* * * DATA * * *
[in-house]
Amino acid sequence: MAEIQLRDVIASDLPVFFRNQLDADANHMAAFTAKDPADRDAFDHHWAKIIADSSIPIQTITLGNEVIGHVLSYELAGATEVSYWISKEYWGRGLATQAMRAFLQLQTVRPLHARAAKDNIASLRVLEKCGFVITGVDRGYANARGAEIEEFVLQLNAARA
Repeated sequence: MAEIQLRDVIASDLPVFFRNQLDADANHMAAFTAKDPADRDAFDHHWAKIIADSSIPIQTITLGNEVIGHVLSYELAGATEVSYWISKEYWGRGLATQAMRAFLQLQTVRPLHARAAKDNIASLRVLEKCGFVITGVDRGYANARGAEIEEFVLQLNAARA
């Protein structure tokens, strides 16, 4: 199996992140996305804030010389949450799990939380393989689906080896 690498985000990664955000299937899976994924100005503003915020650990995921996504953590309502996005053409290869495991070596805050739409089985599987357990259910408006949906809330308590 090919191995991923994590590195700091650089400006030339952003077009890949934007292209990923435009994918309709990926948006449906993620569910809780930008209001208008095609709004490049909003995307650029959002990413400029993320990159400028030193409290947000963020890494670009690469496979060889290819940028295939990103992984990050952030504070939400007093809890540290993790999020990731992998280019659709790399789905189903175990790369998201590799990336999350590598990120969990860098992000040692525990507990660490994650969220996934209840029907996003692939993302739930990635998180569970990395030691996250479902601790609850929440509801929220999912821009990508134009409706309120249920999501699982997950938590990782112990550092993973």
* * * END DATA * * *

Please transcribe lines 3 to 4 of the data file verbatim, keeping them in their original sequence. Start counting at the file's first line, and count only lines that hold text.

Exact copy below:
Repeated sequence: MAEIQLRDVIASDLPVFFRNQLDADANHMAAFTAKDPADRDAFDHHWAKIIADSSIPIQTITLGNEVIGHVLSYELAGATEVSYWISKEYWGRGLATQAMRAFLQLQTVRPLHARAAKDNIASLRVLEKCGFVITGVDRGYANARGAEIEEFVLQLNAARA
């Protein structure tokens, strides 16, 4: 199996992140996305804030010389949450799990939380393989689906080896 690498985000990664955000299937899976994924100005503003915020650990995921996504953590309502996005053409290869495991070596805050739409089985599987357990259910408006949906809330308590 090919191995991923994590590195700091650089400006030339952003077009890949934007292209990923435009994918309709990926948006449906993620569910809780930008209001208008095609709004490049909003995307650029959002990413400029993320990159400028030193409290947000963020890494670009690469496979060889290819940028295939990103992984990050952030504070939400007093809890540290993790999020990731992998280019659709790399789905189903175990790369998201590799990336999350590598990120969990860098992000040692525990507990660490994650969220996934209840029907996003692939993302739930990635998180569970990395030691996250479902601790609850929440509801929220999912821009990508134009409706309120249920999501699982997950938590990782112990550092993973």